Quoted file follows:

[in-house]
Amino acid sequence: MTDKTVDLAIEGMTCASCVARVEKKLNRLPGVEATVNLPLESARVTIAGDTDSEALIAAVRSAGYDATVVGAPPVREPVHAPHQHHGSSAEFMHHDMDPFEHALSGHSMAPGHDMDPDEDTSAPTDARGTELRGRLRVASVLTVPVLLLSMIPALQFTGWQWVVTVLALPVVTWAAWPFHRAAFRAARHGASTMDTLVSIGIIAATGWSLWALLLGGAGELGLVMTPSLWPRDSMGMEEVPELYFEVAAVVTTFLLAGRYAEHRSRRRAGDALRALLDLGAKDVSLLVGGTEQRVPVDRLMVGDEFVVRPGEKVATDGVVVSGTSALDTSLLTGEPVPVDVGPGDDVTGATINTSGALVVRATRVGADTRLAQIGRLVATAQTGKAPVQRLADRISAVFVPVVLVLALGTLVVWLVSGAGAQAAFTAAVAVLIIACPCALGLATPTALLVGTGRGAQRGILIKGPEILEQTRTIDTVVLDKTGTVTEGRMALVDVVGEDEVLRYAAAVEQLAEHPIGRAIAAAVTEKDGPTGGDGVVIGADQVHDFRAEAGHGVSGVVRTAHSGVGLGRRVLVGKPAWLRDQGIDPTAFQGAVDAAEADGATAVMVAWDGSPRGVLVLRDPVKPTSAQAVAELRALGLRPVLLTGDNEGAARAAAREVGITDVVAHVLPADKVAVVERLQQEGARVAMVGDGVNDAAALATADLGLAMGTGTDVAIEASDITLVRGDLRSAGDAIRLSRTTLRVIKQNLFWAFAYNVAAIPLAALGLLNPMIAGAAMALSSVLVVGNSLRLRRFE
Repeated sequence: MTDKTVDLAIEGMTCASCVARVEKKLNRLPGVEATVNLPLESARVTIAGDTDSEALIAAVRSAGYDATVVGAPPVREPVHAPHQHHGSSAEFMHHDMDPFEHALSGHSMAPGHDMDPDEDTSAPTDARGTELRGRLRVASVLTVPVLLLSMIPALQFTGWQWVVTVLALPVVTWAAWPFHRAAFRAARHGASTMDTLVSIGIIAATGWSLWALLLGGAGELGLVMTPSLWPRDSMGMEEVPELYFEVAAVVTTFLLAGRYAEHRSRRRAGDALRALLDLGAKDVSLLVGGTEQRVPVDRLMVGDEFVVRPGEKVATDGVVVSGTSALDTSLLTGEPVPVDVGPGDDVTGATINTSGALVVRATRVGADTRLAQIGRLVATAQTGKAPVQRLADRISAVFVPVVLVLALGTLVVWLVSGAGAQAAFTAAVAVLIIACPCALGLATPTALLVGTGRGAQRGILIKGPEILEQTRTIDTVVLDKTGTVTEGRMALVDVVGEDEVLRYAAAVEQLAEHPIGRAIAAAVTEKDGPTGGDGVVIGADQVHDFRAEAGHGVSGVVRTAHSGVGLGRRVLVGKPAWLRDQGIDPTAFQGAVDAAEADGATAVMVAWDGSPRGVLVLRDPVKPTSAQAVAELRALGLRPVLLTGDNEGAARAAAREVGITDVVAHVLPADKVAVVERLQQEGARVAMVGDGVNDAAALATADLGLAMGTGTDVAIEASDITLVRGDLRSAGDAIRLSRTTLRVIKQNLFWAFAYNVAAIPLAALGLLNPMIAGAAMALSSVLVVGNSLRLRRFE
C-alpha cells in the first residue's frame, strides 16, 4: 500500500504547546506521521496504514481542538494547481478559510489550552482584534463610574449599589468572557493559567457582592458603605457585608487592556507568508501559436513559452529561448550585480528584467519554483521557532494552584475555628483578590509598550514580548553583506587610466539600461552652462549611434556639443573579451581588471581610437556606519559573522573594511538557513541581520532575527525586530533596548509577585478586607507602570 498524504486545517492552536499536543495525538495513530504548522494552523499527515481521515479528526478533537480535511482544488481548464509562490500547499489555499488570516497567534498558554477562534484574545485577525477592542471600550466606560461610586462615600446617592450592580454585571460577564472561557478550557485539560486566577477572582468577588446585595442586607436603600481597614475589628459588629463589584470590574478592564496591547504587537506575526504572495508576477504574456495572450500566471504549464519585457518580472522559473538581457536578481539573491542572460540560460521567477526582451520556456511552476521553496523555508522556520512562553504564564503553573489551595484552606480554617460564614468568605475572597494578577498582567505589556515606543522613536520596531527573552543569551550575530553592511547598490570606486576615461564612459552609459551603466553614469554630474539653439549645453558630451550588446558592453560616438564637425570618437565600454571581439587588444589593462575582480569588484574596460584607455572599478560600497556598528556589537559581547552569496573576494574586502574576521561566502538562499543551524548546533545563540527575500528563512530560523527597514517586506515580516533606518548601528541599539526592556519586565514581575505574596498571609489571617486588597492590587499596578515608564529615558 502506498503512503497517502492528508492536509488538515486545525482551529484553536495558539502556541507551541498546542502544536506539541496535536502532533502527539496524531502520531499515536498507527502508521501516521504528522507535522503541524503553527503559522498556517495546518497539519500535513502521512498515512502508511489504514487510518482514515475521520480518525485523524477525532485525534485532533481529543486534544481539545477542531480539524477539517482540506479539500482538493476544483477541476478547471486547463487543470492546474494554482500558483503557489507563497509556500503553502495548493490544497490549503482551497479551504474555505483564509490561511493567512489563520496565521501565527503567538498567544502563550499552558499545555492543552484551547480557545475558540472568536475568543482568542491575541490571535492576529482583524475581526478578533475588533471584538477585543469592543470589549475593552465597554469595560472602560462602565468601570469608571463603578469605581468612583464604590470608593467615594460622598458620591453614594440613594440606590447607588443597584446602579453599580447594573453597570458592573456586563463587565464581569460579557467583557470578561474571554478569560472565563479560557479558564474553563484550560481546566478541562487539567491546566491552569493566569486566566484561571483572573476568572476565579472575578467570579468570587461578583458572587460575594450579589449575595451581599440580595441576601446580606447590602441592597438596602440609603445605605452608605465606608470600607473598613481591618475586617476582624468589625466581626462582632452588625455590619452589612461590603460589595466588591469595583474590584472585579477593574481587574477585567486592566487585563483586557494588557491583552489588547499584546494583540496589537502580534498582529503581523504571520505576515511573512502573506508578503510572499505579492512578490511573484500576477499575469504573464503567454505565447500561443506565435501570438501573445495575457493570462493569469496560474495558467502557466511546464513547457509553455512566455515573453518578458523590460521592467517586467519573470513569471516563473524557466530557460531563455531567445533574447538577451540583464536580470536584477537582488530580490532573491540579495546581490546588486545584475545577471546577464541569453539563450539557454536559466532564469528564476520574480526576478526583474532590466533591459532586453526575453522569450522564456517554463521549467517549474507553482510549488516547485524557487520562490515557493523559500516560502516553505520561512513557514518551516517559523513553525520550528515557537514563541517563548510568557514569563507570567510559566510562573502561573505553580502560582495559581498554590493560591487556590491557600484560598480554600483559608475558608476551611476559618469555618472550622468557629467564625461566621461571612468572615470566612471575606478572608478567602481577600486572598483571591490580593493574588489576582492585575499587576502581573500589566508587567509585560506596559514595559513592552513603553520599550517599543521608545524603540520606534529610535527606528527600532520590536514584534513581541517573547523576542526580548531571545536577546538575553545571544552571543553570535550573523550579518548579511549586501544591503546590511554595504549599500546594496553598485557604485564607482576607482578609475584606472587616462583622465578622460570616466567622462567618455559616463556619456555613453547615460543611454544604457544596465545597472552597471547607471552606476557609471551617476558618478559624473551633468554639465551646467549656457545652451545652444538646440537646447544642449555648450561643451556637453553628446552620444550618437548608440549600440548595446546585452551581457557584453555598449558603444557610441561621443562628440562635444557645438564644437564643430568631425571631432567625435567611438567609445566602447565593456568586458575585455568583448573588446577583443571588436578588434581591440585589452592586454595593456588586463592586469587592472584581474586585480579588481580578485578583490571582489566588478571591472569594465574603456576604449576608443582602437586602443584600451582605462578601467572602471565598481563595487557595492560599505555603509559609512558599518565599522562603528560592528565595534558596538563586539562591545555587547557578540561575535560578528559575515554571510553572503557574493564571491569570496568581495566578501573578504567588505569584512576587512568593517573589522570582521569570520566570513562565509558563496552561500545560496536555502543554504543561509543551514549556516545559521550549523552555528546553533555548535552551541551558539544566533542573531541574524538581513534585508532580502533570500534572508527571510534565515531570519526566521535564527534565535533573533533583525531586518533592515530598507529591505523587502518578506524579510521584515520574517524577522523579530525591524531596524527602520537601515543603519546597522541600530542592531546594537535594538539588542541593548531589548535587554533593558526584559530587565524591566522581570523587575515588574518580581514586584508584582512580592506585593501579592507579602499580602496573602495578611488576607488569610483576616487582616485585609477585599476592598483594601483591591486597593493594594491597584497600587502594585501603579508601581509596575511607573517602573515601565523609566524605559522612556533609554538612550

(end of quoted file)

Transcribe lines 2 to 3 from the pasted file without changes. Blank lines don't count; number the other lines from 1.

Amino acid sequence: MTDKTVDLAIEGMTCASCVARVEKKLNRLPGVEATVNLPLESARVTIAGDTDSEALIAAVRSAGYDATVVGAPPVREPVHAPHQHHGSSAEFMHHDMDPFEHALSGHSMAPGHDMDPDEDTSAPTDARGTELRGRLRVASVLTVPVLLLSMIPALQFTGWQWVVTVLALPVVTWAAWPFHRAAFRAARHGASTMDTLVSIGIIAATGWSLWALLLGGAGELGLVMTPSLWPRDSMGMEEVPELYFEVAAVVTTFLLAGRYAEHRSRRRAGDALRALLDLGAKDVSLLVGGTEQRVPVDRLMVGDEFVVRPGEKVATDGVVVSGTSALDTSLLTGEPVPVDVGPGDDVTGATINTSGALVVRATRVGADTRLAQIGRLVATAQTGKAPVQRLADRISAVFVPVVLVLALGTLVVWLVSGAGAQAAFTAAVAVLIIACPCALGLATPTALLVGTGRGAQRGILIKGPEILEQTRTIDTVVLDKTGTVTEGRMALVDVVGEDEVLRYAAAVEQLAEHPIGRAIAAAVTEKDGPTGGDGVVIGADQVHDFRAEAGHGVSGVVRTAHSGVGLGRRVLVGKPAWLRDQGIDPTAFQGAVDAAEADGATAVMVAWDGSPRGVLVLRDPVKPTSAQAVAELRALGLRPVLLTGDNEGAARAAAREVGITDVVAHVLPADKVAVVERLQQEGARVAMVGDGVNDAAALATADLGLAMGTGTDVAIEASDITLVRGDLRSAGDAIRLSRTTLRVIKQNLFWAFAYNVAAIPLAALGLLNPMIAGAAMALSSVLVVGNSLRLRRFE
Repeated sequence: MTDKTVDLAIEGMTCASCVARVEKKLNRLPGVEATVNLPLESARVTIAGDTDSEALIAAVRSAGYDATVVGAPPVREPVHAPHQHHGSSAEFMHHDMDPFEHALSGHSMAPGHDMDPDEDTSAPTDARGTELRGRLRVASVLTVPVLLLSMIPALQFTGWQWVVTVLALPVVTWAAWPFHRAAFRAARHGASTMDTLVSIGIIAATGWSLWALLLGGAGELGLVMTPSLWPRDSMGMEEVPELYFEVAAVVTTFLLAGRYAEHRSRRRAGDALRALLDLGAKDVSLLVGGTEQRVPVDRLMVGDEFVVRPGEKVATDGVVVSGTSALDTSLLTGEPVPVDVGPGDDVTGATINTSGALVVRATRVGADTRLAQIGRLVATAQTGKAPVQRLADRISAVFVPVVLVLALGTLVVWLVSGAGAQAAFTAAVAVLIIACPCALGLATPTALLVGTGRGAQRGILIKGPEILEQTRTIDTVVLDKTGTVTEGRMALVDVVGEDEVLRYAAAVEQLAEHPIGRAIAAAVTEKDGPTGGDGVVIGADQVHDFRAEAGHGVSGVVRTAHSGVGLGRRVLVGKPAWLRDQGIDPTAFQGAVDAAEADGATAVMVAWDGSPRGVLVLRDPVKPTSAQAVAELRALGLRPVLLTGDNEGAARAAAREVGITDVVAHVLPADKVAVVERLQQEGARVAMVGDGVNDAAALATADLGLAMGTGTDVAIEASDITLVRGDLRSAGDAIRLSRTTLRVIKQNLFWAFAYNVAAIPLAALGLLNPMIAGAAMALSSVLVVGNSLRLRRFE